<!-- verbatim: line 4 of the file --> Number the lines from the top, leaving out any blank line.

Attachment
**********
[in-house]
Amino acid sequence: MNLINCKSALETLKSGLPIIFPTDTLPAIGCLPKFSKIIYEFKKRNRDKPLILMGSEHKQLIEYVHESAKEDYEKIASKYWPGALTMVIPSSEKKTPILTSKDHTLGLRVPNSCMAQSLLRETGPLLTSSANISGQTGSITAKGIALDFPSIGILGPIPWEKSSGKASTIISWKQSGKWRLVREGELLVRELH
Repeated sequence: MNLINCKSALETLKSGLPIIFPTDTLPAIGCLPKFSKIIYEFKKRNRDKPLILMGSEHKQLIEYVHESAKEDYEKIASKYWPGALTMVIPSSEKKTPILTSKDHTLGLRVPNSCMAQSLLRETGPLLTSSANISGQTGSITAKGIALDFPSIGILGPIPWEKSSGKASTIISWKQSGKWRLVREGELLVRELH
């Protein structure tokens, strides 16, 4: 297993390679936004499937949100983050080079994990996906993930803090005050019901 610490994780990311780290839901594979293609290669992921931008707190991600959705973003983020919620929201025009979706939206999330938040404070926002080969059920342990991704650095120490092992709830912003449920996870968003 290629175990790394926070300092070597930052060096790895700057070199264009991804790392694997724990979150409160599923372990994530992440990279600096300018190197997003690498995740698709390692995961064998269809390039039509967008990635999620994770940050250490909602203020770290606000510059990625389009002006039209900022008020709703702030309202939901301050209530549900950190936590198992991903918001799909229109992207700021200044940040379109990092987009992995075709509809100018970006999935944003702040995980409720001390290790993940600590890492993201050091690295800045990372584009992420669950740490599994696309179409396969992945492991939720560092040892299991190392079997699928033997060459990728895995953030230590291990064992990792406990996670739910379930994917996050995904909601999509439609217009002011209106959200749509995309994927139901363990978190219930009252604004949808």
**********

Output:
């Protein structure tokens, strides 16, 4: 297993390679936004499937949100983050080079994990996906993930803090005050019901 610490994780990311780290839901594979293609290669992921931008707190991600959705973003983020919620929201025009979706939206999330938040404070926002080969059920342990991704650095120490092992709830912003449920996870968003 290629175990790394926070300092070597930052060096790895700057070199264009991804790392694997724990979150409160599923372990994530992440990279600096300018190197997003690498995740698709390692995961064998269809390039039509967008990635999620994770940050250490909602203020770290606000510059990625389009002006039209900022008020709703702030309202939901301050209530549900950190936590198992991903918001799909229109992207700021200044940040379109990092987009992995075709509809100018970006999935944003702040995980409720001390290790993940600590890492993201050091690295800045990372584009992420669950740490599994696309179409396969992945492991939720560092040892299991190392079997699928033997060459990728895995953030230590291990064992990792406990996670739910379930994917996050995904909601999509439609217009002011209106959200749509995309994927139901363990978190219930009252604004949808």